Our deep dive into the Federal Employee Health Benefits (FEHB) program continues with examining how FEHB plans coordinate with other health coverage like Medicare, TriCare, and CHAMPVA.
OPM’s FEHB Handbook is a dense digital document that details all the technicalities around health insurance for active and retired federal workers and their family members. In this series, we’re attempting to summarize the government’s guide in more digestible chunks. In the first article, we provided a general overview of the handbook and its introduction. The second article looked at the legal responsibilities of the parties involved while the third piece focused on FEHB premiums and the tax implications of premium conversion. The fourth part was about FEHB withholdings, contributions, and how to calculate the daily rate, part five looked at the types of health plans available in the FEHB program. Now, welcome to part six: how FEHB coordinates with other health insurance programs.
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Someone who is enrolled in FEHB can sometimes also be covered by another type of health coverage, such as a spouse’s health insurance, Medicaid, Medicare, and no-fault auto insurance. When this happens, the two plans “coordinate” to determine which plan is the primary payer and which is the secondary. The coordination of benefits rules are in place to ensure no more than 100% of any medical claim is paid.
With healthcare from facilities for uniformed services, FEHB will cover inpatient hospital costs. For VA facilities, FEHB covers services and supplies if the treatment is not for a service connected to disability. For TriCare and CHAMPVA health insurance, FEHB is always the primary payer.
Coordination with Medicare
With Medicare parts A and B, Medicare makes the final determination as to whether coverage it provides is primary, or if the primary payer is FEHB. Their decision depends mostly on the federal worker’s employment status. If the fed is actively working, FEHB is primary. If they’re collecting either a FERS or CSRS pension, then FEHB is the secondary payer. Retired feds that return to the government will see FEHB revert back to primary unless their new position is excluded from FEHB coverage or if their spouse is also a federal annuitant and is remaining in retirement. For former feds that are collecting workman’s compensation, then Medicare will be primary. If either FEHB enrollees are only covered by Medicare part B and not part A, then FEHB is primary only for services not covered by part B.
If a former spouse has an FEHB plan under the spouse equity provision and Medicare parts A and B, then Medicare is primary. If a person is eligible for FEHB because of a TCC (temporary continuance of coverage), then Medicare is primary unless they are only eligible for Medicare due to an end-stage renal disease (ESRD). In that case, FEHB is primary for a 30-month coordination period. In fact, for anyone who is only eligible for Medicare because of an ESRD, FEHB is primary for the first 30 months of their Medicare eligibility, after which FEHB switches to the secondary payer. To get into the real weeds, if an FEHB enrollee becomes eligible for Medicare due to ESRD and was already a Medicare beneficiary with FEHB as primary, FEHB will remain primary payer for the 30-month coordination period. But, if Medicare was primary at the time they became eligible due to ESRD, then Medicare will stay the primary payer.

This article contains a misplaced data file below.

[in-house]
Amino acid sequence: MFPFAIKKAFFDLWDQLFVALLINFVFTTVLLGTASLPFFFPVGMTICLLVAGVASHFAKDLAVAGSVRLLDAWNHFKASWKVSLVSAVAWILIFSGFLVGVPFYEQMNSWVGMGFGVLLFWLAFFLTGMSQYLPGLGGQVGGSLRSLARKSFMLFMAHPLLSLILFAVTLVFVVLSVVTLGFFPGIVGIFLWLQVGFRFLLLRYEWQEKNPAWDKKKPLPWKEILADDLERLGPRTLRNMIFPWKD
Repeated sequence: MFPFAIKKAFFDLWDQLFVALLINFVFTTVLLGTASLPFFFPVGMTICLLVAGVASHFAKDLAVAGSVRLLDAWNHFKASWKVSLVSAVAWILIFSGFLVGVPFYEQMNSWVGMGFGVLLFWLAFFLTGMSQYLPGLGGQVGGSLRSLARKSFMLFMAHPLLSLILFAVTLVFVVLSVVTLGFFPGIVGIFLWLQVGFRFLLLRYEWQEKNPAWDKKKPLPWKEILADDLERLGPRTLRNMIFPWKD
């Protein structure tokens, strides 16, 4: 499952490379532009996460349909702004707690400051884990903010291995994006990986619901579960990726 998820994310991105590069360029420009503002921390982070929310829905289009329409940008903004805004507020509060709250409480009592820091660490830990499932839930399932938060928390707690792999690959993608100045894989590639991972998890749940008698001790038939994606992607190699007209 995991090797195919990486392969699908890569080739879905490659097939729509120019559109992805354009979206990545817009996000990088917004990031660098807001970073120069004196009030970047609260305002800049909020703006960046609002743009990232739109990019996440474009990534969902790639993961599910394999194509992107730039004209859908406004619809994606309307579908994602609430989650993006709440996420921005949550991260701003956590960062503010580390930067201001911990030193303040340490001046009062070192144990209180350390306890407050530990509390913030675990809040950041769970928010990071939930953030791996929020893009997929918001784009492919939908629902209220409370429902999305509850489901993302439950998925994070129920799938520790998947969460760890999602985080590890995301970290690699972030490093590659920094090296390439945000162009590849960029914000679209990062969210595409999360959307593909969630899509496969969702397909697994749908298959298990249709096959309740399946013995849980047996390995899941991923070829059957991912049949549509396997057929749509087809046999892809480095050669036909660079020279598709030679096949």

The last coordination of benefits rule regarding Medicare involves some retired federal judges. Unless their spouse is not an active federal employee (or is, but works in a position that is excluded from FEHB coverage), then Medicare will be the primary payer.
For most folks, though, you just have to remember: Retired? Medicare is primary. Still working for the federal government? FEHB is primary. If Medicare is the primary payer, covered individuals should submit medical claims to them first. If there’s any remaining balance, a claim can be submitted to the FEHB plan along with the plan’s explanation of benefits (EOB) or Medicare Summary Notice (MSN). If FEHB is the primary payer, claims are submitted to that plan first and then any remaining amount due can be submitted to Medicare with the plan’s EOB.
Upcoming articles in this FEHB series will be focusing on health plan eligibility and enrollment. In the meantime, don’t forget to register for our next FEHB Webinar!
**Written by Benjamin Derge, Financial Planner, ChFEBC℠ The information has been obtained from sources considered reliable but we do not guarantee that the foregoing material is accurate or complete. Any opinions are those of Benjamin Derge and not necessarily those of RJFS or Raymond James. Links are being provided for information purposes only. Expressions of opinion are as of this date and are subject to change without notice. Raymond James is not affiliated with and does not endorse, authorize, or sponsor any of the listed websites or their respective sponsors.